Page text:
Charity begins at home. And Muhammed Youssef is an example of what a person can do if he starts a charity in his hometown. This 21-year-old has taken the responsibility of educating hundreds of underprivileged Students in Upper Egypt. He says, “Most people think that charity means donating money. Sure, you can help many people with cash. But I don’t have enough money to do that. Instead, I want to educate children. I want to ensure that they will have a bright, happy, and respectable future.”
What made Youssef start the charity?
Many people think of donating to charity after a natural disaster in their state or country. They donate to organizations working for the poor. But it takes huge planning, hard work, and determination to start a charity alone. Muhammed’s story is exceptional because he single-handedly started the charity before turning 21.
Why did Muhammed start a charity when he was doing well as a freelance graphic designer? The youngster said, “It’s not about how much you earn in a year. I think the greatest joy in life is how much you give back to your community. One day I was passing through the streets of Upper Egypt when I saw three students studying from a torn book.
It was such a vivid scene that I remember it even today. That day it struck me that many students like them couldn’t afford education. What would they like to become in the future if they get proper education like other kids in well-to-do families? I had no answer. And that’s when I decided that I would do my best to educate as many children as I can in Upper Egypt.
I specifically chose Upper Egypt because it’s my hometown. I know the areas well. And I wanted to start with a small group of kids in my locality. Since I was alone, I tried purchasing books and stationery from the money I made from graphic design. I requested my friends and relatives to spread the news on social media.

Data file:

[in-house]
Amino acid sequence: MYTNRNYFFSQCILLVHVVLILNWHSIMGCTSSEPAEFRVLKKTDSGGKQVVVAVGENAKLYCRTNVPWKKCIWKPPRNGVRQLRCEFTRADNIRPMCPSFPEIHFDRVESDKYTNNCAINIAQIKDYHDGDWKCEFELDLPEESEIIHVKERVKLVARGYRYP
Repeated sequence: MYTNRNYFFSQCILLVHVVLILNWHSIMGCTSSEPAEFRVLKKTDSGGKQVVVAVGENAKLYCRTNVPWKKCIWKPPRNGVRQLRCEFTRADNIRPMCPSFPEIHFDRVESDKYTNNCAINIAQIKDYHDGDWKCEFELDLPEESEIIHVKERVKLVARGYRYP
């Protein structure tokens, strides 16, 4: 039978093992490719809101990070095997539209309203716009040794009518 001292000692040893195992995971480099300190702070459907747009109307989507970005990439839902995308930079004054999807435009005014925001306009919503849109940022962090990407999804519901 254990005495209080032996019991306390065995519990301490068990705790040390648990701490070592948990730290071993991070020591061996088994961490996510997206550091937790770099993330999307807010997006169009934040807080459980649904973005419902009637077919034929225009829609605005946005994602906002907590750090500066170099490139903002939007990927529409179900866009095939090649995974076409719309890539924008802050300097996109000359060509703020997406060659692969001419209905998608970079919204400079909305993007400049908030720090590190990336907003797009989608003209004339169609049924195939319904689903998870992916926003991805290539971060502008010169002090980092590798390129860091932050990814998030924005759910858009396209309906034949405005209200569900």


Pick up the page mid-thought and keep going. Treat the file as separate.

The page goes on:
And I had never imagined that I would get so many responses. Everyone started dropping messages asking how they could help. Some wanted to contribute financially while others wanted to become a part of this community.”
Changing the lives of children
Muhammed is leading the community from the front. He is using every resource possible to provide education to children in Upper Egypt. “It’s my dream to educate as many children in Egypt as possible. I don’t want to see that scene of children studying torn books again. Every child has the right to education.
But their parents may not have the money to afford that. I didn’t know that I would get so many volunteers so quickly. It shows that many people in Egypt think the way I do. And it gives me immense pleasure to work with such a good team who want to give back to society wholeheartedly and selflessly.”
The community believes that it’s only a matter of time before they expand and spread to other parts of Egypt. Muhammed has started something that may change the future of Egypt’s underprivileged children in a few years.